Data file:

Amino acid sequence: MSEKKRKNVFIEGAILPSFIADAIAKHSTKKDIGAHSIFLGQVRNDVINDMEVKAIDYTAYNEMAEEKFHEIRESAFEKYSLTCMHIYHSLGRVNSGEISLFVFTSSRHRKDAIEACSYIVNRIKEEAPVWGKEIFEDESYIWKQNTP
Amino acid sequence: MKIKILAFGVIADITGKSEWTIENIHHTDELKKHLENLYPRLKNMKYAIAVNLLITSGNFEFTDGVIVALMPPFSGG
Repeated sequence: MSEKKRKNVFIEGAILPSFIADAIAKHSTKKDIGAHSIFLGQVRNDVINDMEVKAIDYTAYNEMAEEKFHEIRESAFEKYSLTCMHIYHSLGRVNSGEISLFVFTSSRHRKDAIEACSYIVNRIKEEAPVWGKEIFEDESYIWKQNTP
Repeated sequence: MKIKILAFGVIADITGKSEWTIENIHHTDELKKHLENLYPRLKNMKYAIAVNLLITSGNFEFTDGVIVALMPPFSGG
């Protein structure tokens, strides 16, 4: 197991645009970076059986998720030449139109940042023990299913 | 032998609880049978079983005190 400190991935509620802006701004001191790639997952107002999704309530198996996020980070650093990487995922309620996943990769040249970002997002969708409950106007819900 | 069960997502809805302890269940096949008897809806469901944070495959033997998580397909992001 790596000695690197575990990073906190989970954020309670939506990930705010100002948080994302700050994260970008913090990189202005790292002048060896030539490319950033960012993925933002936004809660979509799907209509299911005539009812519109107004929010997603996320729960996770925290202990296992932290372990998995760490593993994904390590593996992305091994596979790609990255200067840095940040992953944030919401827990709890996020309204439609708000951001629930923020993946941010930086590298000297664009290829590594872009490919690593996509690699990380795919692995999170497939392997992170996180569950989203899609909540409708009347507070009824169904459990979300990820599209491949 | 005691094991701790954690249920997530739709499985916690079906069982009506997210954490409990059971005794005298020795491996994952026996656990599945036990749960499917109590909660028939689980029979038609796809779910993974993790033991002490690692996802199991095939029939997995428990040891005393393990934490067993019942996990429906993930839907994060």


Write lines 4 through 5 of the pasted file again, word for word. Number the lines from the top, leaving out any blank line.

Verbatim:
Repeated sequence: MKIKILAFGVIADITGKSEWTIENIHHTDELKKHLENLYPRLKNMKYAIAVNLLITSGNFEFTDGVIVALMPPFSGG
């Protein structure tokens, strides 16, 4: 197991645009970076059986998720030449139109940042023990299913 | 032998609880049978079983005190 400190991935509620802006701004001191790639997952107002999704309530198996996020980070650093990487995922309620996943990769040249970002997002969708409950106007819900 | 069960997502809805302890269940096949008897809806469901944070495959033997998580397909992001 790596000695690197575990990073906190989970954020309670939506990930705010100002948080994302700050994260970008913090990189202005790292002048060896030539490319950033960012993925933002936004809660979509799907209509299911005539009812519109107004929010997603996320729960996770925290202990296992932290372990998995760490593993994904390590593996992305091994596979790609990255200067840095940040992953944030919401827990709890996020309204439609708000951001629930923020993946941010930086590298000297664009290829590594872009490919690593996509690699990380795919692995999170497939392997992170996180569950989203899609909540409708009347507070009824169904459990979300990820599209491949 | 005691094991701790954690249920997530739709499985916690079906069982009506997210954490409990059971005794005298020795491996994952026996656990599945036990749960499917109590909660028939689980029979038609796809779910993974993790033991002490690692996802199991095939029939997995428990040891005393393990934490067993019942996990429906993930839907994060």